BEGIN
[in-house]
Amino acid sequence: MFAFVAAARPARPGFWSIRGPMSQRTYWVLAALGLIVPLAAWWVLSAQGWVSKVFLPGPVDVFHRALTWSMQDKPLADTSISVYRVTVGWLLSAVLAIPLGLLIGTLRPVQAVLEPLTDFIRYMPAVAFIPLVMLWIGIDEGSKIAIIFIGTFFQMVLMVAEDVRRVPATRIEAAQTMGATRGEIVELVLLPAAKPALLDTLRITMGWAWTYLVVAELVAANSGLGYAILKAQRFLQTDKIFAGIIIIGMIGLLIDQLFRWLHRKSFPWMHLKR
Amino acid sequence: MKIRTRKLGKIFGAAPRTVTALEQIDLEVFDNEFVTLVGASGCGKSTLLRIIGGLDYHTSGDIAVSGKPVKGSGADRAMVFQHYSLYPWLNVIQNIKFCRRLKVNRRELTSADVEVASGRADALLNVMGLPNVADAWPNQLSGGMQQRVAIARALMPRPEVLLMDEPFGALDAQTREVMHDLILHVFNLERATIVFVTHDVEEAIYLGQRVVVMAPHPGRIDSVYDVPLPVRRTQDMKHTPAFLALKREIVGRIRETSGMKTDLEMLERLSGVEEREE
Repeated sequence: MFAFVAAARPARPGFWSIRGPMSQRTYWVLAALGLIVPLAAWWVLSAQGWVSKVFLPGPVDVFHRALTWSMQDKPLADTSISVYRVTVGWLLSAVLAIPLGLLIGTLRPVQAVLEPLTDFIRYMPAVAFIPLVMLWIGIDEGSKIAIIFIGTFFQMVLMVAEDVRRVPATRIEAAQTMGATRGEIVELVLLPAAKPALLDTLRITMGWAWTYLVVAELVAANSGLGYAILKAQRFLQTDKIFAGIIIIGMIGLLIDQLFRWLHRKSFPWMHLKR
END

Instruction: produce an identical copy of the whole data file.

[in-house]
Amino acid sequence: MFAFVAAARPARPGFWSIRGPMSQRTYWVLAALGLIVPLAAWWVLSAQGWVSKVFLPGPVDVFHRALTWSMQDKPLADTSISVYRVTVGWLLSAVLAIPLGLLIGTLRPVQAVLEPLTDFIRYMPAVAFIPLVMLWIGIDEGSKIAIIFIGTFFQMVLMVAEDVRRVPATRIEAAQTMGATRGEIVELVLLPAAKPALLDTLRITMGWAWTYLVVAELVAANSGLGYAILKAQRFLQTDKIFAGIIIIGMIGLLIDQLFRWLHRKSFPWMHLKR
Amino acid sequence: MKIRTRKLGKIFGAAPRTVTALEQIDLEVFDNEFVTLVGASGCGKSTLLRIIGGLDYHTSGDIAVSGKPVKGSGADRAMVFQHYSLYPWLNVIQNIKFCRRLKVNRRELTSADVEVASGRADALLNVMGLPNVADAWPNQLSGGMQQRVAIARALMPRPEVLLMDEPFGALDAQTREVMHDLILHVFNLERATIVFVTHDVEEAIYLGQRVVVMAPHPGRIDSVYDVPLPVRRTQDMKHTPAFLALKREIVGRIRETSGMKTDLEMLERLSGVEEREE
Repeated sequence: MFAFVAAARPARPGFWSIRGPMSQRTYWVLAALGLIVPLAAWWVLSAQGWVSKVFLPGPVDVFHRALTWSMQDKPLADTSISVYRVTVGWLLSAVLAIPLGLLIGTLRPVQAVLEPLTDFIRYMPAVAFIPLVMLWIGIDEGSKIAIIFIGTFFQMVLMVAEDVRRVPATRIEAAQTMGATRGEIVELVLLPAAKPALLDTLRITMGWAWTYLVVAELVAANSGLGYAILKAQRFLQTDKIFAGIIIIGMIGLLIDQLFRWLHRKSFPWMHLKR